Young Fathers and Annie Goh are among those who cancelled after an Israeli government logo appeared on the festival website.
The Berlin festival accepted €500 in funding from the Israeli embassy in Germany for this year's edition. The embassy's placement on the festival's list of sponsors attracted the attention of Syrian artist Mohammad Abu Hajar, a member of rap group Mazzaj, who announced they would not perform at the festival.
Arab artists Emel Mathlouthi, Islam Chipsy & EEK and Hello Psychaleppo have since followed suit in cancelling their performances at the festival, along with Scottish group Young Fathers, London's Law Holt, Berlin experimental artist Annie Goh and Finnish avant-garde metal band Oranssi Pazuzu. The BDS (Boycott, Divestment & Sanctions) movement—which seeks to boycott Israel economically and culturally in the wake of its ongoing presence in Palestinian territories—has also called for a boycott of Pop-Kultur.
In a statement on its website, Pop-Kultur downplayed the involvement of the Israeli government. "The BDS Movement claims that Pop-Kultur has been 'co-organised' or 'co-financed' by the Israeli state, which is not true," the festival says. "We believe that the only way to deal with conflict in this world is through critical discourse and dialogue. As artists and cultural workers, we in particular have the responsibility for building relationships and networks across borders, even if we disagree on certain points." When contacted by Resident Advisor, the festival said it had nothing further to add beyond its published statement.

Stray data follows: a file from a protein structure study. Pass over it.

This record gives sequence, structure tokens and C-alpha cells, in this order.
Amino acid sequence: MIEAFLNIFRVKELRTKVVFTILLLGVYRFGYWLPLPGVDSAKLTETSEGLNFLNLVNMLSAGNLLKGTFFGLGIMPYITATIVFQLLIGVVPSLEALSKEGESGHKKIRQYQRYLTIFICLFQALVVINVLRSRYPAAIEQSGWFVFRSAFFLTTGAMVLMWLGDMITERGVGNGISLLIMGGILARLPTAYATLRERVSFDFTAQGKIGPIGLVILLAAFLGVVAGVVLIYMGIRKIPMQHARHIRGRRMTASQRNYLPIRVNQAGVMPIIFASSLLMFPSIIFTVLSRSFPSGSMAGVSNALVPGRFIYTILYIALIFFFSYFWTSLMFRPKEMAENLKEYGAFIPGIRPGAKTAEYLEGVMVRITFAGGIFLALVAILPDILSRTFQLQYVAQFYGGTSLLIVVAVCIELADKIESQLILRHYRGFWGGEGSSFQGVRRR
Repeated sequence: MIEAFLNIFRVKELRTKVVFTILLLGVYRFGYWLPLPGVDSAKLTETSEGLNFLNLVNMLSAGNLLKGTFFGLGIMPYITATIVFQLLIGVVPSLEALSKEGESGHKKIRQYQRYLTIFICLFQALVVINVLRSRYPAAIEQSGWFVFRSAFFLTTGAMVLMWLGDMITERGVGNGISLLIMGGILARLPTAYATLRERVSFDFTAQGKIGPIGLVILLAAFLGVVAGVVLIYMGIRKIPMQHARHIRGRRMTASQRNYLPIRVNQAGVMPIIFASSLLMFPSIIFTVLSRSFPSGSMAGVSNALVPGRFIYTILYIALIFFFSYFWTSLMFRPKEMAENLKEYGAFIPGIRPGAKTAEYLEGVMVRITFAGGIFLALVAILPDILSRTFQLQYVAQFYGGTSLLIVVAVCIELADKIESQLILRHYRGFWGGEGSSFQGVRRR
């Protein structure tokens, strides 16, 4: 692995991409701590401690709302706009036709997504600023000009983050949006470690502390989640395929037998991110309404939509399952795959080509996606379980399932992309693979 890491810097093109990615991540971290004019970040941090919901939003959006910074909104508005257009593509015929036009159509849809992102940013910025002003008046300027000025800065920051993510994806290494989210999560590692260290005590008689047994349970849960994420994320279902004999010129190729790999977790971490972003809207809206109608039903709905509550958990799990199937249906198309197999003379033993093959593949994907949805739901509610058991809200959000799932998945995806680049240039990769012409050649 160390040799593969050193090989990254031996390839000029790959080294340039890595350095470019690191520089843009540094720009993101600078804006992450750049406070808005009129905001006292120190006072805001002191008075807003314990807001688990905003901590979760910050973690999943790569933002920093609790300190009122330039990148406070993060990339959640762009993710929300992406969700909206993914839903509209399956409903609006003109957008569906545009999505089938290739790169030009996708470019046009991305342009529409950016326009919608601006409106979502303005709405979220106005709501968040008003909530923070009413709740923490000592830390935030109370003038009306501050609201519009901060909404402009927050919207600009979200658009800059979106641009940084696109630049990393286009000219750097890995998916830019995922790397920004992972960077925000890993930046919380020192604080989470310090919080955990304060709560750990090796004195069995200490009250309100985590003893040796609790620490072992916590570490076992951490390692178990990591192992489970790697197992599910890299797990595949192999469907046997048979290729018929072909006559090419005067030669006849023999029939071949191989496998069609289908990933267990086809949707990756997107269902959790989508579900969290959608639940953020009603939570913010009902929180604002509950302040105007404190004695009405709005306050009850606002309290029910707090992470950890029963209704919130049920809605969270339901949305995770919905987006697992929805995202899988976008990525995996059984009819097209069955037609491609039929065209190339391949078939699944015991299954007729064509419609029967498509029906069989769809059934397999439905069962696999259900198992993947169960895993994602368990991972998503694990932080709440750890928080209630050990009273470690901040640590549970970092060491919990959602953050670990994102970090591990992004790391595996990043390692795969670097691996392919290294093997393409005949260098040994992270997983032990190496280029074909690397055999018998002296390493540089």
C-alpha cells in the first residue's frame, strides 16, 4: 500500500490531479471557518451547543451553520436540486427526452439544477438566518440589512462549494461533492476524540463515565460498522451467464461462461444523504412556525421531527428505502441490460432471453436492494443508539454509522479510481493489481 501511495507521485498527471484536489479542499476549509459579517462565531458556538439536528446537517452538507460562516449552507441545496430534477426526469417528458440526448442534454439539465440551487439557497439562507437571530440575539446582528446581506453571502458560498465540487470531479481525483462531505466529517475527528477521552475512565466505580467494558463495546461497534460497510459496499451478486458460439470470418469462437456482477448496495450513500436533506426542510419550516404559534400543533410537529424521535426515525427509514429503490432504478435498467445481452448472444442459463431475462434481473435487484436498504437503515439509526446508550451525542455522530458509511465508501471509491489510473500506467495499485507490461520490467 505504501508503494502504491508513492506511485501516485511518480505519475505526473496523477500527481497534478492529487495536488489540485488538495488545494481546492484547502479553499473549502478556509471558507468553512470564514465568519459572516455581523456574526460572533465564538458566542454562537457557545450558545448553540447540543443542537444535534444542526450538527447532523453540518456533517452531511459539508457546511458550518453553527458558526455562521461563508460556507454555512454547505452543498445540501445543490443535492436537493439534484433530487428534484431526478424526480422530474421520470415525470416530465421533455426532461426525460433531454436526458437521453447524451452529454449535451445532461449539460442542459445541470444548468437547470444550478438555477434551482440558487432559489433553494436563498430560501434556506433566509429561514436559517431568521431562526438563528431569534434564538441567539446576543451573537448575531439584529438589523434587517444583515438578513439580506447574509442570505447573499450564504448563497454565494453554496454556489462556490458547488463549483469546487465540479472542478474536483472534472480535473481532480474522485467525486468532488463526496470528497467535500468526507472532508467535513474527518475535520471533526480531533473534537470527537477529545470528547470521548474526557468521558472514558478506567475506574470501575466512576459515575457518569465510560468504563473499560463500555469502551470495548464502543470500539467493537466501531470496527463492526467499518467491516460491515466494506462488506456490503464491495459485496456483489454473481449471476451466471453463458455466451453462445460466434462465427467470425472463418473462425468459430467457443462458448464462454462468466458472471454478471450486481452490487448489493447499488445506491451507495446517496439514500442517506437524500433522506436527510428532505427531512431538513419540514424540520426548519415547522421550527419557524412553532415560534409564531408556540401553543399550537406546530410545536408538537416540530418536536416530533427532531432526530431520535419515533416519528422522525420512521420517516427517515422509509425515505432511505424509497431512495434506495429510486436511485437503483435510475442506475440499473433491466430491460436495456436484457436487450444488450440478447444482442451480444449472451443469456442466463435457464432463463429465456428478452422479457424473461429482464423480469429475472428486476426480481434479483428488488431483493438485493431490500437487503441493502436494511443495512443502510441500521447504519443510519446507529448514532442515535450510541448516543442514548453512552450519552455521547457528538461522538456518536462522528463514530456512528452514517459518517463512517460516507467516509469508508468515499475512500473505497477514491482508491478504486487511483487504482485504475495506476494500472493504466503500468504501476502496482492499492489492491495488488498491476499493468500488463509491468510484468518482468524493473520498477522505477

In a response, Abu Hajar, who has since faced accusations of anti-semitism, criticized the festival's statement. He called Pop-Kultur's stance on the issue "patronising tokenism" and added that the boycott is meant to "actively expose and resist oppression and discrimination."
Read some artist statements in full.